Waterstones Book Reviews

Six brilliant bookworms have been asked by Waterstones in Truro to review the top titles from this year’s Children’s’ Book Prize.

Gabriel, Sophie, Soumya, Rosie, Adeline and Max have written their thoughts on Girl with a White Dog by Anne Booth, Cowgirl by GR Gemin, Boy in the Tower by Polly Ho-Yen, Murder Most Unladylike by Robin Stevens, Violet and the Pearl of the Orient by Harriet Whitehorn and A Boy Called Hope by Lara Williamson.

Waterstones will be displaying the pupils comments during March.

 

Cowgirl by Giancarlo Gemin  –   Reviewed by Soumya, aged 10, Truro Prep School

 

I really enjoyed this book because it is about animals that not many people would write about.

It is an animal adventure book set in Wales in the present day.

In the story, the main character, Gemma, becomes friends with Cowgirl, Kate Thomas, who is the school weirdo and soon finds herself involved in a plot to prevent twelve cows from being sold or killed. The plan is to  rescue the cows and bring them to live in the backyards of the people who live on Bryn Mawr.

When the girls realise that they have made things worse and will have to give them back, they organise a fete and try to come up with a successful plan.

I liked Gemma because she was stubborn, yet forgiving and also daring.

I really enjoyed this book and would recommend it to children aged nine to ten who like animals and adventures.

 

The Boy in the Tower by Polly Ho-Yen  –  Reviewed by Gabriel, aged 11, Truro Prep School

 

This book is a truly intriguing read from cover to cover. It is an original idea for fans of adventure and mystery set in a normal place, Camberwell in South East London, to be exact.

The book is about Ade, an average child, who is unprepared for what is to come. You also get to meet other funny, mysterious and normal people along the way.

As time passes by, little by little, the buildings of Camberwell mysteriously collapse and Ade, along with his friend, Gaia, must unravel the disturbing truth behind the collapses. They must also save themselves, their families and their tower blocks from the unknown cause of the destruction.

This book filled my half term with joy. I thoroughly enjoyed reading it. I would recommend it to anyone aged nine and over.

 

Violet and the Pearl of the Orient by Harriet Whitehorn  –  Reviewed by Rosie, aged 8, Truro Prep School.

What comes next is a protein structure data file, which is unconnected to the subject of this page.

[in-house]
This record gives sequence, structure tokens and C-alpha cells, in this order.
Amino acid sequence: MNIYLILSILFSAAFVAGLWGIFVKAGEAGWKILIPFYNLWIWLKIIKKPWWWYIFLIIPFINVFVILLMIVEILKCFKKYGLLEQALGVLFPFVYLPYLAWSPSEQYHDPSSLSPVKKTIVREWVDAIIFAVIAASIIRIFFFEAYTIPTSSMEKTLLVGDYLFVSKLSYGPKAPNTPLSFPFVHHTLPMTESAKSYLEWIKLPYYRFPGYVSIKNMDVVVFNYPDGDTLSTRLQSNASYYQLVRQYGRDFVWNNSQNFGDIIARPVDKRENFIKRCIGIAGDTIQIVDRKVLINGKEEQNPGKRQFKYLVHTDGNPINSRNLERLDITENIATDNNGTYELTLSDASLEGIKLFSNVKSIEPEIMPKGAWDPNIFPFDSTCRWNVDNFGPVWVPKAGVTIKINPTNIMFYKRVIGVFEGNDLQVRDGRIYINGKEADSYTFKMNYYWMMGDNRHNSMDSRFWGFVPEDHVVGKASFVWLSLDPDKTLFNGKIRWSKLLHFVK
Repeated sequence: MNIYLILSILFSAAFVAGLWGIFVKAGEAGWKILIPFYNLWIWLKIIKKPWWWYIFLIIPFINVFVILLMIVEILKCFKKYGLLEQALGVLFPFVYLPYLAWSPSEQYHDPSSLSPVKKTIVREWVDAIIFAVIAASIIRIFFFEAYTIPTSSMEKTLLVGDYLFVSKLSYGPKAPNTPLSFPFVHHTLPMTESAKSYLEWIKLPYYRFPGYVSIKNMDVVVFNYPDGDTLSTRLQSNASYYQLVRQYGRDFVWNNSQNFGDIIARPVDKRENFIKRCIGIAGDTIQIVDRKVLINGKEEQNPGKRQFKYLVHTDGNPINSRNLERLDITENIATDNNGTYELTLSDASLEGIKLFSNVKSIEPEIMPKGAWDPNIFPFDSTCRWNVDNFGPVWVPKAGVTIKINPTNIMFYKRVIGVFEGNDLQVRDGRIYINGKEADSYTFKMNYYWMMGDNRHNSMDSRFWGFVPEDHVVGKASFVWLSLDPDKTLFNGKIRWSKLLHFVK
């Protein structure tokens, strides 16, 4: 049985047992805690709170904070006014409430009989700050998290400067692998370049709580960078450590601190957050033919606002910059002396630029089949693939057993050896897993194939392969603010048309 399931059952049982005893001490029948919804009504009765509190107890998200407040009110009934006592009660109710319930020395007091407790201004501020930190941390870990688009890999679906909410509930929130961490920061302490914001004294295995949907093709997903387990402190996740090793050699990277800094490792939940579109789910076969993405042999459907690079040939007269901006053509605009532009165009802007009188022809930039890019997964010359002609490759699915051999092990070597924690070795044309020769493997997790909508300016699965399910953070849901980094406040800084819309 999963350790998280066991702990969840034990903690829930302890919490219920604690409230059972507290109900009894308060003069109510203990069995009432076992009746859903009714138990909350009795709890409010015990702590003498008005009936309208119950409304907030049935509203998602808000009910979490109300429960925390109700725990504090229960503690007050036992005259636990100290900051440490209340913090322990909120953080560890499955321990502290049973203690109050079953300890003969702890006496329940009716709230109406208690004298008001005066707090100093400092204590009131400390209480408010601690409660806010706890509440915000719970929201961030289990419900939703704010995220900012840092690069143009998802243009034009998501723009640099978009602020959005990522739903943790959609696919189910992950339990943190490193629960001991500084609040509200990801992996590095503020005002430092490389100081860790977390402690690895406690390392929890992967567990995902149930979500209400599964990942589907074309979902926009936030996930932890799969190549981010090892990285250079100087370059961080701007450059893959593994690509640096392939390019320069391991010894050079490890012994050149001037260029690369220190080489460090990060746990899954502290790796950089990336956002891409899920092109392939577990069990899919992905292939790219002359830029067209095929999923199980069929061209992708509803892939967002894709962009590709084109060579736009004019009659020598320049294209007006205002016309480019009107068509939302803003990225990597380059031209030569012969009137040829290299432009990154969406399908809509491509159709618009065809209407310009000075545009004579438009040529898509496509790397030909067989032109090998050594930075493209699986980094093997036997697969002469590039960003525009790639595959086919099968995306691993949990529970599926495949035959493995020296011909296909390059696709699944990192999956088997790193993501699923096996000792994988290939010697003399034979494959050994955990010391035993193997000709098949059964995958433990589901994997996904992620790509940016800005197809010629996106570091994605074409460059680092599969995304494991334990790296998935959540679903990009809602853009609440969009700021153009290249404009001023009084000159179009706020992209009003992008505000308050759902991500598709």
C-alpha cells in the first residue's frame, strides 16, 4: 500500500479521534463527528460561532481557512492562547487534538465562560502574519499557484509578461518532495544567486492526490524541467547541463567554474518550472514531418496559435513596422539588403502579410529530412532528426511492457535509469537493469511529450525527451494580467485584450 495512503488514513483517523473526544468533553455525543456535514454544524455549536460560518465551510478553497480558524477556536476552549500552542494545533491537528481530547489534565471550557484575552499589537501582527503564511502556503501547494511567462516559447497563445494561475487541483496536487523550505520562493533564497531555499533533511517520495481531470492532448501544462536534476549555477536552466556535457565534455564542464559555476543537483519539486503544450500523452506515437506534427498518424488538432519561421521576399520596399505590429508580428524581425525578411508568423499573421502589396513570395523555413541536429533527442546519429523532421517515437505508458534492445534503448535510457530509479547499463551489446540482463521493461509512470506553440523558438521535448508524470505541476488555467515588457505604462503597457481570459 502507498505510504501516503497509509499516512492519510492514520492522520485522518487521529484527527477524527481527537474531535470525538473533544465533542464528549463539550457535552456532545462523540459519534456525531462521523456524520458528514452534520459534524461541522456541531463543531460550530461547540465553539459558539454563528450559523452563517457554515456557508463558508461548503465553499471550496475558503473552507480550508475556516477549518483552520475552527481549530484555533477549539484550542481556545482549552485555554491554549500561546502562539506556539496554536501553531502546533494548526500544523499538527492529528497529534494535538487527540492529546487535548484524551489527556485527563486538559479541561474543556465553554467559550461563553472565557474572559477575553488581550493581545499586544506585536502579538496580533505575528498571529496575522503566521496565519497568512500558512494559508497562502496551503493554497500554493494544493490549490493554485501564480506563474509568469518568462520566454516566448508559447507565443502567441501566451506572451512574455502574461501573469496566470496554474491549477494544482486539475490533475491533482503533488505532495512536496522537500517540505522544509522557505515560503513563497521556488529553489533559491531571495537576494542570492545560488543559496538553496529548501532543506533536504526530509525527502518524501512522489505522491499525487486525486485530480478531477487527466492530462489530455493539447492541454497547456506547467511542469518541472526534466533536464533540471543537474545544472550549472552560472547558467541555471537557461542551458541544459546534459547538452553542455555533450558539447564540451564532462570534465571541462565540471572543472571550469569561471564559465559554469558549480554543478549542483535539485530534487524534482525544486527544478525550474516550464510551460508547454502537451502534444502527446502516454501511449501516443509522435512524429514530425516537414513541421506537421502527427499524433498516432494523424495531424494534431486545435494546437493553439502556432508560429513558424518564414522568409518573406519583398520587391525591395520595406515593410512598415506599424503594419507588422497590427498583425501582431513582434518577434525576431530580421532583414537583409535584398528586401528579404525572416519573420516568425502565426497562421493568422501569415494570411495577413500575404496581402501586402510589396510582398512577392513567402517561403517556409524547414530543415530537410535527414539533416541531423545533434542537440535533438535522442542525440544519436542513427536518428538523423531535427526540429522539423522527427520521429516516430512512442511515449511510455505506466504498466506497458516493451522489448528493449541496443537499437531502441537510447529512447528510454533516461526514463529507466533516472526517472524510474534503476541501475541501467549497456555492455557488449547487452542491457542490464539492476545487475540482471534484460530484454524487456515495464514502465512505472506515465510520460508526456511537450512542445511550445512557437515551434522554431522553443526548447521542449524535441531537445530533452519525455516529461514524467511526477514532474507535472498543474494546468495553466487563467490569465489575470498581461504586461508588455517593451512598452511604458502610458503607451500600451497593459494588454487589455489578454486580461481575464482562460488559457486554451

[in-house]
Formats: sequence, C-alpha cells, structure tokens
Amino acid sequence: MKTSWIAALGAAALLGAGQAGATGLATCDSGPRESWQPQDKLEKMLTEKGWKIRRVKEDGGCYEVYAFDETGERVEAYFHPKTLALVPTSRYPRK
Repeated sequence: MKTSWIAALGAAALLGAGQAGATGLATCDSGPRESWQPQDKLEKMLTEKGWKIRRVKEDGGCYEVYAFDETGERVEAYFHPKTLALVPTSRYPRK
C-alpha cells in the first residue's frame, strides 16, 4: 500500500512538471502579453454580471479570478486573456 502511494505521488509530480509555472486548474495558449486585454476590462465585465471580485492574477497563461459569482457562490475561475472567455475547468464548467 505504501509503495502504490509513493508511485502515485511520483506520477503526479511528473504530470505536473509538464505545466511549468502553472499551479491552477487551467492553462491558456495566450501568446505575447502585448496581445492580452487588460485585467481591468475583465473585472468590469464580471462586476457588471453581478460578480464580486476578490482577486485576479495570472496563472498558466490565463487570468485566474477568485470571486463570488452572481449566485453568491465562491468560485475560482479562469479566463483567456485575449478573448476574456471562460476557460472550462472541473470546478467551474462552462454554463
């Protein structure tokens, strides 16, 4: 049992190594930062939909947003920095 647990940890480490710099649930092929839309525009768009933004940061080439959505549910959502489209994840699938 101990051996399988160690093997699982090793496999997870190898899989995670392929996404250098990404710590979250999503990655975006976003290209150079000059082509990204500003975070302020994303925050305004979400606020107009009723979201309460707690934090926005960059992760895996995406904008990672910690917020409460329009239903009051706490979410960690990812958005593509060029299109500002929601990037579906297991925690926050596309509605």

‘Violet and the Pearl of the Orient’ is an amazing book because it is a funny detective story.  I found it hard to put down and read it in a day.

It is set in the present, in an ordinary everyday village which is home for Violet and her friends.

The main character is Violet. I like her because she is a funny, determined little girl; I guess some would say she is a bit like me!

The book is mainly about the time when Violet finds out that some suspicious and not very nice people have moved in a couple of houses away: the Count and Countess Duplicitous. Violet knows that there’s something funny going on…

My favourite part is when no-one believes her when she says she has cracked the case. Although I found it frustrating, it was amusing.

An enjoyable feature of the book is the illustrations throughout which are funny and add to the story, especially the portrait gallery.

I thoroughly enjoyed this book because it made me laugh and I wanted to keep reading it to find out what happened in the end. I would recommend this for boys and girls aged 6 – 10.

Will Violet crack the case? Read this amazing book to find out!!

 

Girl With A White Dog by Anne Booth –  Reviewed by Sophie, aged 10, Truro Prep School

 

‘Girl with a white dog’ is a mystery that I believe was written to intrigue. It has quite a large focus on family, friendship and two white dogs.

It is set in the present day with glimpses of World War 2. The story is set in a cosy, realistic village in England.

Although I read a lot of books, I found that I just couldn’t get into this one. It was quite a confusing read as it felt like there were chunks of the story missing. I didn’t feel compelled to continue reading after the first few chapters though I did so for the purpose of this review.

Anne Booth presents a strange plot in this mysterious book by using many twists and turns in the story line. Jessie is a young teenager who goes to a normal village secondary school. I liked her character because she is friendly and likable. I didn’t like her best friend, Kate, though, as she is quite stressy. The gran is an unusual character who seems quite caring but also mentally unstable, so can be hard to understand.

The arrival of Snowy, a new Alsatian puppy, jogs her gran’s memory about Nazi Germany. Jessie’s gran begins to talk about concentration camps and she keeps saying “sorry”. Then Jessie’s gran gives her a few pieces of paper and tells Jessie to give them to her closest friends. The notes all say JM. When Jessie goes to a friend’s house to look at some German Nazi photos that Jessie found at her Grans house, she finds that JM stands for Jungmadel which was a branch of the Hitler Youth organisation for girls. Jungmadel translates to ‘young maidens’. Jessie’s gran wanted her and her friends to become Nazi young maidens……

Personally, I didn’t really enjoy the book as I am a tomboy who enjoys more high action filled and adrenalin fuelled stories.   I think that this book would be more suited to girls who have more girl-type interests. I find the focus on emotions not to my taste but this may well suit some readers well.

I hope my review has helped you choose your book.